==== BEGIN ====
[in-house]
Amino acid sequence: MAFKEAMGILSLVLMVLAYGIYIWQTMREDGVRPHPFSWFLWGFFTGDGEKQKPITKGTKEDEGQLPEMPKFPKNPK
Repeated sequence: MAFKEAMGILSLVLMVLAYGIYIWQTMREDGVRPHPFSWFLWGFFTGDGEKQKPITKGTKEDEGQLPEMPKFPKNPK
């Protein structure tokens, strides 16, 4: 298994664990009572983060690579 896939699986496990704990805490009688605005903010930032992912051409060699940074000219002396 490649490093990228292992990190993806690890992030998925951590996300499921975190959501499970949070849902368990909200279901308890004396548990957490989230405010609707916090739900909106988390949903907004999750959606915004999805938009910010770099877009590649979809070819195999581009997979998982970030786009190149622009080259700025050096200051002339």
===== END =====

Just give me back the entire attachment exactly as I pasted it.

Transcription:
[in-house]
Amino acid sequence: MAFKEAMGILSLVLMVLAYGIYIWQTMREDGVRPHPFSWFLWGFFTGDGEKQKPITKGTKEDEGQLPEMPKFPKNPK
Repeated sequence: MAFKEAMGILSLVLMVLAYGIYIWQTMREDGVRPHPFSWFLWGFFTGDGEKQKPITKGTKEDEGQLPEMPKFPKNPK
């Protein structure tokens, strides 16, 4: 298994664990009572983060690579 896939699986496990704990805490009688605005903010930032992912051409060699940074000219002396 490649490093990228292992990190993806690890992030998925951590996300499921975190959501499970949070849902368990909200279901308890004396548990957490989230405010609707916090739900909106988390949903907004999750959606915004999805938009910010770099877009590649979809070819195999581009997979998982970030786009190149622009080259700025050096200051002339």